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Canter 616

4,983kg to 8,550kg GVM



9,000 to 31,000kg GVM


Fighter FK1425

10,600 to 24,000kg GVM



16,500 to 30,800kg GVM



16,500 to 30,800kg GVM



25 Seats


Feature Article

The right fit

After four and a half years as a parts interpreter at Prestige Commercial Vehicles Invercargill, Hannah Mesman is right where she wants to be.

Having spent countless hours with her dad as a child, helping to renovate old cars well past their glory days, Hannah decided pretty early on that she wanted to become a mechanic. It didn’t quite turn out like that, but she does have a Certificate in Automotive Engineering from the Southern Institute of Technology (SIT) and couldn’t be happier in her current role.

“I really enjoy my job,” says Hannah. “Every day is different. It’s fantastic.

“There weren’t many opportunities to get an apprenticeship when I finished at SIT; only about half of my class got them from the workshops where they did work experience. There wasn’t much else about at the time.”

Hannah saw an advert for the position of Parts Interpreter at PCV and, with an interest in the parts side of the automotive industry from her part-time job at Supercheap Auto, she applied.

“I just thought ‘that looks interesting, I can do the job’. That was four and a half years ago – time flies!”

As the only girl in her class at SIT, Hannah had no hesitation about working in a male-dominated environment.

“My classmates were always really supportive of me – they didn’t really think much about the fact I was female. I’ve pretty much found that to be the case at work, too.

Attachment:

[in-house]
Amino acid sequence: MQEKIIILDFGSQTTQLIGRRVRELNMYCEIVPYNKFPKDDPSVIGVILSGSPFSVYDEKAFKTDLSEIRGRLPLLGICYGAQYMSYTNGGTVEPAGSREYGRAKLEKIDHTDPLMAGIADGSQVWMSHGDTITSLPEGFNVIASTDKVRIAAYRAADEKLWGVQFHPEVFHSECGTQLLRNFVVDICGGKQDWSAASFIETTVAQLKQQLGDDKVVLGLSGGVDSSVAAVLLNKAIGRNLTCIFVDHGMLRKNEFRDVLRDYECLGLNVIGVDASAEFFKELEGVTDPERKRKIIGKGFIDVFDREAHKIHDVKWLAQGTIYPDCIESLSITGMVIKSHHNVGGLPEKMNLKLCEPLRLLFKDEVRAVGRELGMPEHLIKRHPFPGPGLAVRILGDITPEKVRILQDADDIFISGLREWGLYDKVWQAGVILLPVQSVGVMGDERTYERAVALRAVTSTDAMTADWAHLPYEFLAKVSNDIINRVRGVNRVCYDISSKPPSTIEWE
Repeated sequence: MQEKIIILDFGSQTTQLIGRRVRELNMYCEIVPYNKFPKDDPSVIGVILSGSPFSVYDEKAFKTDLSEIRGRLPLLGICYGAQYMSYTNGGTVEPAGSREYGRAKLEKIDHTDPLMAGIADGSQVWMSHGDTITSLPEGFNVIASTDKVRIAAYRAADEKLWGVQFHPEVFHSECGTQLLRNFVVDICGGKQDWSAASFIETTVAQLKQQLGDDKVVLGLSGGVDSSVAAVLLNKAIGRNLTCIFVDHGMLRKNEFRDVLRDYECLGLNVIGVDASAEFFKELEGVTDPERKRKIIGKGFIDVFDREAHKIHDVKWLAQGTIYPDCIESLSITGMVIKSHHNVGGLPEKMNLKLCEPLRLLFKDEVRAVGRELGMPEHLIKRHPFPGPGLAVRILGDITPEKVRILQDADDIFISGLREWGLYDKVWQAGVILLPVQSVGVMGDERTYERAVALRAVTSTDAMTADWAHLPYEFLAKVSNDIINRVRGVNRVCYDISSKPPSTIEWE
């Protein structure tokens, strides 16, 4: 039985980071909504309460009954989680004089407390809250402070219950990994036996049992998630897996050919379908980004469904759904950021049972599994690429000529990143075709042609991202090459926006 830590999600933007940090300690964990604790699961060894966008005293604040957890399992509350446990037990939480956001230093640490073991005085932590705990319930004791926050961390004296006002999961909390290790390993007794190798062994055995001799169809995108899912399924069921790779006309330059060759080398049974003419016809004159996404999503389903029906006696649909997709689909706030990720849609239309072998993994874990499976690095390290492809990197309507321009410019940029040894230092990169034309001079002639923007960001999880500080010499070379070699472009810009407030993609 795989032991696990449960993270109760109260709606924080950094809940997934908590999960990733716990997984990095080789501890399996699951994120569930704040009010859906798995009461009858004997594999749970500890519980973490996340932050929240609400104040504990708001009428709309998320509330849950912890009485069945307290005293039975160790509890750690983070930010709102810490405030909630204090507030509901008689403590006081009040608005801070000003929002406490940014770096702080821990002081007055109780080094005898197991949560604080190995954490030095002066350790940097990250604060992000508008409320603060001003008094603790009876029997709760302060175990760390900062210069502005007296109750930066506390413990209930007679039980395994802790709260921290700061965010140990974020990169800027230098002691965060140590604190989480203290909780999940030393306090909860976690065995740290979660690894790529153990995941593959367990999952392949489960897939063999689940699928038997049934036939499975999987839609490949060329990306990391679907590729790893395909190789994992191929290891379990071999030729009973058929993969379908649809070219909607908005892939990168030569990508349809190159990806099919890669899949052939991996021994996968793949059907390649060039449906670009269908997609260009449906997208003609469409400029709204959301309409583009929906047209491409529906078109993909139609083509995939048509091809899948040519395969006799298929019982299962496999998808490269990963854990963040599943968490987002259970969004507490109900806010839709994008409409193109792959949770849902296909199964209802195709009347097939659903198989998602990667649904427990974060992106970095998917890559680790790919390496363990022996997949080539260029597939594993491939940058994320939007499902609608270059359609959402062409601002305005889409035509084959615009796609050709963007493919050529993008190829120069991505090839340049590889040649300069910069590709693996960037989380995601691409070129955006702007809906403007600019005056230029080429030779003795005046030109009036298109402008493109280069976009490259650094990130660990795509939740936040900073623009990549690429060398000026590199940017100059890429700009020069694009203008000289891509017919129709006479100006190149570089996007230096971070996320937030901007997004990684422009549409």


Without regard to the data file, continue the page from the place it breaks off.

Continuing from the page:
“I think by and large, younger generations don’t really think twice about your gender affecting what job you can do.

“To be fair, I haven’t really come across anyone, young or old, who has commented on my ability to do the job. At worst, you get some older guys a bit surprised to find themselves asking for a trunnion rebuild kit from a woman, but that’s about it.

“I’ve built up some good relationships over the years. This industry is full of passionate people, and once they can see you know your stuff, they’re all good. ”

Hannah says that it’s often other women she meets who are most shocked to discover what she does.

“There’s a perception among a lot of women that trucking is a male industry. I think they just need to see and hear about more of us in these types of roles and I believe perceptions will start to change. It would be cool to see more women in service advisor or technical advisor roles – you don’t see too many of them.

“For any women who might be thinking about getting into the industry, I’d say don’t hesitate! Don’t worry about what people might think about you, because you’re likely to be pleasantly surprised. If you can do the job, it doesn’t matter if you’re male or female.”